8. ianwilkins

    Need a Cot or...?

    Take your own tent. Or start hammocking. Go to bed when you want. Sort your sleep issues at home, and camp will probably follow. Mind you, camp is always a battle, I usually go to bed and am mulling over the days events and pondering tomorrow's. Never a great combo for sleep. Ian (48)
  9. I'm not surprised they aren't happy! That's terrible. I'd guess this will be difficult to resolve with the organisers without one or more of them taking umbrage, but I do think such blatant gaming needs nipping in the bud. And apologies @Eagledad it's clearly more as you suspected/stated than I argued. I was wrong.
  10. And maybe the girls were smart enough to realise there would be people that think like this and would re-double their efforts and be extra motivated to do well to prove them wrong. As it turns out, even if they did prove them wrong, those people belittling them would find another reason why it wasn't actually the girls efforts that got them where they are. Handy tip: If you're ever standing with my Explorers Scouts, don't ever refer to the girls as the weaker sex, they would...not be impressed.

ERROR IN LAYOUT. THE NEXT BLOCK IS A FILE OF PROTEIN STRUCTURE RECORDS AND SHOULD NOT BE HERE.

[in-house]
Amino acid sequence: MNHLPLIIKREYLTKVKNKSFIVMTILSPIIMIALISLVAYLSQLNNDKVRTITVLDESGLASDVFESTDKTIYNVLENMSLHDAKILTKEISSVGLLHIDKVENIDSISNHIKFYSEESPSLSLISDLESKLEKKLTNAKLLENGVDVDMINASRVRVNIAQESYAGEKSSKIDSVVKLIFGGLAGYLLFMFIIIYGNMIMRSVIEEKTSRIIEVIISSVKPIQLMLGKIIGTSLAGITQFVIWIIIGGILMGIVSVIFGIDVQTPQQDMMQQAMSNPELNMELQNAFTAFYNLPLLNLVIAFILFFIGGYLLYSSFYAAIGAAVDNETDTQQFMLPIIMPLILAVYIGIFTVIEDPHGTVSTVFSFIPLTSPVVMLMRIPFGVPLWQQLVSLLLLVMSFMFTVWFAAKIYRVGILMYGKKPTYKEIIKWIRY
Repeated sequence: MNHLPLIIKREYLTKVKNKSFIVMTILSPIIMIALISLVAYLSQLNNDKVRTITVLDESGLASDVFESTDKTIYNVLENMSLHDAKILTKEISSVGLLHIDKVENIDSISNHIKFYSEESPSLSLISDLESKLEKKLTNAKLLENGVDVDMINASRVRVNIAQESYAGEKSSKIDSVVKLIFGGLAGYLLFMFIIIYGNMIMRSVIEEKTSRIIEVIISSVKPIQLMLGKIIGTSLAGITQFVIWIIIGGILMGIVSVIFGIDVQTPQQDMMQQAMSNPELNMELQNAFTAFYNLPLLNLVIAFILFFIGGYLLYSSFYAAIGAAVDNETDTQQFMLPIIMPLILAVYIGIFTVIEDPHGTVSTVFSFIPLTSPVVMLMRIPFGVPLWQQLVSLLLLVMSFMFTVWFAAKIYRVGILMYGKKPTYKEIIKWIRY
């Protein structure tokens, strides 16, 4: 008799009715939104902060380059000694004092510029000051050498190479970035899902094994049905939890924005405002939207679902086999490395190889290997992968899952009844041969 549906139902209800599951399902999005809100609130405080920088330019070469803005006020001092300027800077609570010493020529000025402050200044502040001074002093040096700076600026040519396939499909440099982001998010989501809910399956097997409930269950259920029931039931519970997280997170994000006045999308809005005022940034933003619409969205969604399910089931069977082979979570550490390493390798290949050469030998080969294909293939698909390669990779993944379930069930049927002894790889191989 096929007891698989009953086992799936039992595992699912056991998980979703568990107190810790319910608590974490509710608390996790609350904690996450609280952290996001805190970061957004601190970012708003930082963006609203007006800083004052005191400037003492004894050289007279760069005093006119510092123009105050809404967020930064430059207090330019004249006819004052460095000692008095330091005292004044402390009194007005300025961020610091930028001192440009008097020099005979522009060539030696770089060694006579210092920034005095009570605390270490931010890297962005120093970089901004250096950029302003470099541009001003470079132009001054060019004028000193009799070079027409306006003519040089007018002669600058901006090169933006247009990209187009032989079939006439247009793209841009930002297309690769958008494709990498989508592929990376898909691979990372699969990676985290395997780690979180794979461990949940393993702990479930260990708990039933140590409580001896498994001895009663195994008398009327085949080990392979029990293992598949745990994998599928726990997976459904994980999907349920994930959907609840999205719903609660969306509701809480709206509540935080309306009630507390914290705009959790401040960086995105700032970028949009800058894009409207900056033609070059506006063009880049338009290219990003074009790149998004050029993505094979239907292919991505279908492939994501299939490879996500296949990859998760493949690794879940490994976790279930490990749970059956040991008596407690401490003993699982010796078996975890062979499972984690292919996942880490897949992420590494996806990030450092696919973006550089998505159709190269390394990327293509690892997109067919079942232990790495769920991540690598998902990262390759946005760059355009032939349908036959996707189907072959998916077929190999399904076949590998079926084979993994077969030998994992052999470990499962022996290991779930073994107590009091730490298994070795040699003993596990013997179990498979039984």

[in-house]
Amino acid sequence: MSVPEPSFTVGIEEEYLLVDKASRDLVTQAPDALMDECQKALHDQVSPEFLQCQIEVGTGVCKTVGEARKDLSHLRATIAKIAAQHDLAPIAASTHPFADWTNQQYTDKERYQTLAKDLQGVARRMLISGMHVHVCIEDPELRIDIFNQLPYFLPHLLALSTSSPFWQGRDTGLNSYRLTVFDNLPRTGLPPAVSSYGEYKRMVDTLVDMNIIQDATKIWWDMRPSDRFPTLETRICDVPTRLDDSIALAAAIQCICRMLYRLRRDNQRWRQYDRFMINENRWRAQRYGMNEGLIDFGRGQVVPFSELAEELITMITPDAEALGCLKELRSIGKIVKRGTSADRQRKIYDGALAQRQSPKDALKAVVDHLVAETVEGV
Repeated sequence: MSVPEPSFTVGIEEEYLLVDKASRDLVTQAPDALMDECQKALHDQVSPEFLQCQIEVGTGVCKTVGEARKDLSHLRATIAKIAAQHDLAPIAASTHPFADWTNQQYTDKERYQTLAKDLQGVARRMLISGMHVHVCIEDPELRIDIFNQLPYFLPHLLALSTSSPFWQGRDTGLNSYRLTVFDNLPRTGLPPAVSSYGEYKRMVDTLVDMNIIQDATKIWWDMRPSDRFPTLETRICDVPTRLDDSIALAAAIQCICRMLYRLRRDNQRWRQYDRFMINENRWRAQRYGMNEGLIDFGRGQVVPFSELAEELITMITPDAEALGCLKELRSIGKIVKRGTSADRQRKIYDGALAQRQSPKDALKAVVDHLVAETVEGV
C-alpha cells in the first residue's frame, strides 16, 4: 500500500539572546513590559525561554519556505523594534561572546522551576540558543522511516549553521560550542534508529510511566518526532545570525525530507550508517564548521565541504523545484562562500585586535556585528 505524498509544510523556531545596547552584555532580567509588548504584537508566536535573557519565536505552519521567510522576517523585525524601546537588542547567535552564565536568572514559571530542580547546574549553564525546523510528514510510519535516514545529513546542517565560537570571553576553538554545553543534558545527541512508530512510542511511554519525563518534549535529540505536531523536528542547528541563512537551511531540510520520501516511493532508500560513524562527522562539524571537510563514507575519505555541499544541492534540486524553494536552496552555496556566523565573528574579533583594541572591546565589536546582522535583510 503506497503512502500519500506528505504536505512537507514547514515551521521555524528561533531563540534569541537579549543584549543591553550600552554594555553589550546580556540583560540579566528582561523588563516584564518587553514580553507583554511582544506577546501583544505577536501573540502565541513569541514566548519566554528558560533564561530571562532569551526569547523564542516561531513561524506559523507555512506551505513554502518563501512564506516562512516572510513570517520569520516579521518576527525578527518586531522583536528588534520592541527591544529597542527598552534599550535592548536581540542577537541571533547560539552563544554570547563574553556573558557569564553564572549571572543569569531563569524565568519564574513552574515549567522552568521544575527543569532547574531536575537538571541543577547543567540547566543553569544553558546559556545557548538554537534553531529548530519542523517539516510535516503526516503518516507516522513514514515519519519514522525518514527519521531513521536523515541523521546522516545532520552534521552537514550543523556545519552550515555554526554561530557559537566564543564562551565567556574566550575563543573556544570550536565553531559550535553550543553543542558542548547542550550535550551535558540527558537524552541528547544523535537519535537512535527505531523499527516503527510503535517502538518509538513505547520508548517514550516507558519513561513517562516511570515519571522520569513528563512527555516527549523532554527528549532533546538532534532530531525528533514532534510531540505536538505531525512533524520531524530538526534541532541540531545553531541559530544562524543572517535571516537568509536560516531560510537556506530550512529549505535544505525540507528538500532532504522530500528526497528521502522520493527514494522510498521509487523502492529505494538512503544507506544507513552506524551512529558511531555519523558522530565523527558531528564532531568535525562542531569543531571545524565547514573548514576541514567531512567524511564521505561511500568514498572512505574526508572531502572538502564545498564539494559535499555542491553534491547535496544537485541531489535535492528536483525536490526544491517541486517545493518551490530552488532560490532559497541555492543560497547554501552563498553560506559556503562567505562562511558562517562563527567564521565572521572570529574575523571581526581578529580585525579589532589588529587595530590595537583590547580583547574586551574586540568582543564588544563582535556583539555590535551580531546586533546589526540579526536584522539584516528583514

11. ianwilkins

    My new Scout's going to camp but freaking out

    Start with an overnight? Or a weekend nearby?
  12. ianwilkins

    They are MY Scouts.

    Yup, they are "mine". I was at a leader day the other week and I knew one of the leaders there, I told the others she was one of "my" Venture Scouts, which then made us both feel old, as Venture Scouts was replaced in 2002 in the UK.